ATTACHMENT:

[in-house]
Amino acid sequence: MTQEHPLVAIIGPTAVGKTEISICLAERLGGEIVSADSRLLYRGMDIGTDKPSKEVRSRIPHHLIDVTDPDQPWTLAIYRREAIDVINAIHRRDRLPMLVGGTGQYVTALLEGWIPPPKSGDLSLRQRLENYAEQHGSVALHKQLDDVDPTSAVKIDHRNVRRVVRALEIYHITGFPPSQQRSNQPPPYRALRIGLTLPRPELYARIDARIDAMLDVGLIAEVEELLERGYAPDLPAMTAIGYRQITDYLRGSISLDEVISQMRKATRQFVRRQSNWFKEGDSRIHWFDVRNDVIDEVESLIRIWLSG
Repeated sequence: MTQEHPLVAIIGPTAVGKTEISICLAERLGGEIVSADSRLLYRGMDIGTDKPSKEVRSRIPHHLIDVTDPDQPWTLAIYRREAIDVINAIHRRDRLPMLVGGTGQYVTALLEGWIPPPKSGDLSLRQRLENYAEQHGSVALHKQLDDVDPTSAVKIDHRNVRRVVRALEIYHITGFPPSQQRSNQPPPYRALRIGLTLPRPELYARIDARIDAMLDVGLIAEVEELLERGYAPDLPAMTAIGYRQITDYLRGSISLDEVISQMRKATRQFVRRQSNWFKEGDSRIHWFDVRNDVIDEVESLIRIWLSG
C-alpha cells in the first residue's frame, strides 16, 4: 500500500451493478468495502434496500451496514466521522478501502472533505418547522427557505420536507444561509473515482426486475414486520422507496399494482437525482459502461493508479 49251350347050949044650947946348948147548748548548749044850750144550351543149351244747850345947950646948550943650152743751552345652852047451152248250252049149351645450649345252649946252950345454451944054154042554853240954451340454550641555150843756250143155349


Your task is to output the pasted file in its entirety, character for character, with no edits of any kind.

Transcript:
[in-house]
Amino acid sequence: MTQEHPLVAIIGPTAVGKTEISICLAERLGGEIVSADSRLLYRGMDIGTDKPSKEVRSRIPHHLIDVTDPDQPWTLAIYRREAIDVINAIHRRDRLPMLVGGTGQYVTALLEGWIPPPKSGDLSLRQRLENYAEQHGSVALHKQLDDVDPTSAVKIDHRNVRRVVRALEIYHITGFPPSQQRSNQPPPYRALRIGLTLPRPELYARIDARIDAMLDVGLIAEVEELLERGYAPDLPAMTAIGYRQITDYLRGSISLDEVISQMRKATRQFVRRQSNWFKEGDSRIHWFDVRNDVIDEVESLIRIWLSG
Repeated sequence: MTQEHPLVAIIGPTAVGKTEISICLAERLGGEIVSADSRLLYRGMDIGTDKPSKEVRSRIPHHLIDVTDPDQPWTLAIYRREAIDVINAIHRRDRLPMLVGGTGQYVTALLEGWIPPPKSGDLSLRQRLENYAEQHGSVALHKQLDDVDPTSAVKIDHRNVRRVVRALEIYHITGFPPSQQRSNQPPPYRALRIGLTLPRPELYARIDARIDAMLDVGLIAEVEELLERGYAPDLPAMTAIGYRQITDYLRGSISLDEVISQMRKATRQFVRRQSNWFKEGDSRIHWFDVRNDVIDEVESLIRIWLSG
C-alpha cells in the first residue's frame, strides 16, 4: 500500500451493478468495502434496500451496514466521522478501502472533505418547522427557505420536507444561509473515482426486475414486520422507496399494482437525482459502461493508479 49251350347050949044650947946348948147548748548548749044850750144550351543149351244747850345947950646948550943650152743751552345652852047451152248250252049149351645450649345252649946252950345454451944054154042554853240954451340454550641555150843756250143155349